One psychological problems African-Americans face is the stereotype threat. The stereotype threat is the anxiety and pressure that African-Americans and other racial minorities feel when they perform in domains where a negative stereotype is associated with their race. African-Americans experience the stereotype threat when taking standardized tests such as the SAT, because there is a negative stereotype that African-Americans are less intelligent than other racial groups. The pressure and anxiety arise from a desire to not conform to this stereotype.
Paradoxically, the internal pressure African-American test-takers feel -- a pressure that arises from their strong desire not to conform to the negative stereotype -- has the effect of lowering test performance rather than raising it. The stereotype threat also influences African-Americans' performance in career, academic, and social settings.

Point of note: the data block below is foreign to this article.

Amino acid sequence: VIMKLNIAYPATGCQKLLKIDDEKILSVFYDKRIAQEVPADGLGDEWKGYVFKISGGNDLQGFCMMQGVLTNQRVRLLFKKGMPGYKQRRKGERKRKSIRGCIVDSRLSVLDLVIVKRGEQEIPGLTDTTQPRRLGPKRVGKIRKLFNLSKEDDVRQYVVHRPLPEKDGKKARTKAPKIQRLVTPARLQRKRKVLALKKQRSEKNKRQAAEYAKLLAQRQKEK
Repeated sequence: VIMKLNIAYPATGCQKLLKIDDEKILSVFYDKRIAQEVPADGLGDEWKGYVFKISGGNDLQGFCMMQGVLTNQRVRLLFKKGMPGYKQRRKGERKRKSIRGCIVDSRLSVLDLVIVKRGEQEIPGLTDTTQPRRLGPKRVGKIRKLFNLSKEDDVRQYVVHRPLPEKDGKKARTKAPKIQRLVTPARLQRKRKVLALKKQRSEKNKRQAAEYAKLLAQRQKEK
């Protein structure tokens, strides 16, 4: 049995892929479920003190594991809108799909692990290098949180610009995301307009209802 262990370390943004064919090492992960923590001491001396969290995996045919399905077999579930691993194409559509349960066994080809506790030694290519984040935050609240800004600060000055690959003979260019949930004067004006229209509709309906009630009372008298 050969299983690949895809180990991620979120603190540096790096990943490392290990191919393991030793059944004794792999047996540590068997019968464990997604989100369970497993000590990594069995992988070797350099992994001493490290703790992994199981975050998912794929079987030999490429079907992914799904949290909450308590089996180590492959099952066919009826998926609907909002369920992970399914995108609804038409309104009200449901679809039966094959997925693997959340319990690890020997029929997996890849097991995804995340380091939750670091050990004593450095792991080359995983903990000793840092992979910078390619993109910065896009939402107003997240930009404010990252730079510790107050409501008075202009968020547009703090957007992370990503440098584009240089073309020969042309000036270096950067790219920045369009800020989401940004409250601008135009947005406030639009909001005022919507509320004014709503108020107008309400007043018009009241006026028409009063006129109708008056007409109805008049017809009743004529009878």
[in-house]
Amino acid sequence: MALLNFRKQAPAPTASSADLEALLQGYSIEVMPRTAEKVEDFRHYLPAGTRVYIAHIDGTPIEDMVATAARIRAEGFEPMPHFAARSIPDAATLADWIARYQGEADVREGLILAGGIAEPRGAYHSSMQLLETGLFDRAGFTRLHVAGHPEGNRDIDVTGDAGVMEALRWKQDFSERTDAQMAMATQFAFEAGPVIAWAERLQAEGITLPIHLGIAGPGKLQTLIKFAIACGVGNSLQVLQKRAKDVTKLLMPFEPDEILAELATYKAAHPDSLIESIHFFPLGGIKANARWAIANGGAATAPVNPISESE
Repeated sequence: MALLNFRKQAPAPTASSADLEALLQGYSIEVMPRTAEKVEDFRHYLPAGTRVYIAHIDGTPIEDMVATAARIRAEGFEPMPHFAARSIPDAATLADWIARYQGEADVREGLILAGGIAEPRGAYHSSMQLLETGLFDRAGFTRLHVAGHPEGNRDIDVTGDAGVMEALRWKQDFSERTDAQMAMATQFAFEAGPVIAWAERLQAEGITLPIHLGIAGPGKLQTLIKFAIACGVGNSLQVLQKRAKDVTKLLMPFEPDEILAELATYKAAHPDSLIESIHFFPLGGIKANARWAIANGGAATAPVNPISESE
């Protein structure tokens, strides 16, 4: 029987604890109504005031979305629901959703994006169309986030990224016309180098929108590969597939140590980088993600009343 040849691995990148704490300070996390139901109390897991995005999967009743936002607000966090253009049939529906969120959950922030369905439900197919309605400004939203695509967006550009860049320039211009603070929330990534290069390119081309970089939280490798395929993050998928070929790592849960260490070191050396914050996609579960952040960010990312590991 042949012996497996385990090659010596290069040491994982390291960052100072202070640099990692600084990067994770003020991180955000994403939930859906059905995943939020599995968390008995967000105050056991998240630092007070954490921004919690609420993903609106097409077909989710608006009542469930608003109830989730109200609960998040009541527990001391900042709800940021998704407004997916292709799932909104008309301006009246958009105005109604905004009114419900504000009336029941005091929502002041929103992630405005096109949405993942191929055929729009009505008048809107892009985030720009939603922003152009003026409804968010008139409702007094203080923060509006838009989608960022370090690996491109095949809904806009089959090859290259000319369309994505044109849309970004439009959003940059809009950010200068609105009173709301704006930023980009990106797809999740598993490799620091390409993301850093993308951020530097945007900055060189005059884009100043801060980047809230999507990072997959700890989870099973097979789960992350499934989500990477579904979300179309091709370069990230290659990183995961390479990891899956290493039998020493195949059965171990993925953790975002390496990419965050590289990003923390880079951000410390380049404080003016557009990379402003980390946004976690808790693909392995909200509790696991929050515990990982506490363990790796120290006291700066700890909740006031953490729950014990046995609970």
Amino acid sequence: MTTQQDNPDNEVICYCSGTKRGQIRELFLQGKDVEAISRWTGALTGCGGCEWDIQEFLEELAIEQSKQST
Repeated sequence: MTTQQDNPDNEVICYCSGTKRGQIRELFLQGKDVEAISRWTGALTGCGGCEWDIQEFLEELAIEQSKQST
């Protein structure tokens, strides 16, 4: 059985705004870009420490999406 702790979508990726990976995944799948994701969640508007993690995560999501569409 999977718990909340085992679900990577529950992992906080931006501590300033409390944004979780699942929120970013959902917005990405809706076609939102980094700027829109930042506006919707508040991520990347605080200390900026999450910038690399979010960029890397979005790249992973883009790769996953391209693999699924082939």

Other personal issues that African-Americans may face include: negative esteem over body image, lack of self-confidence, and difficulty asserting or self-advocating in institutional settings. These difficulties can have far ranging implications for African-Americans' overall wellness and quality of life. For example, if a person has difficulty self-advocating in the health care setting, he may receive substandard care. If a person has difficulty maneuvering the institutional settings of higher education, it will be difficult to perform well in that setting.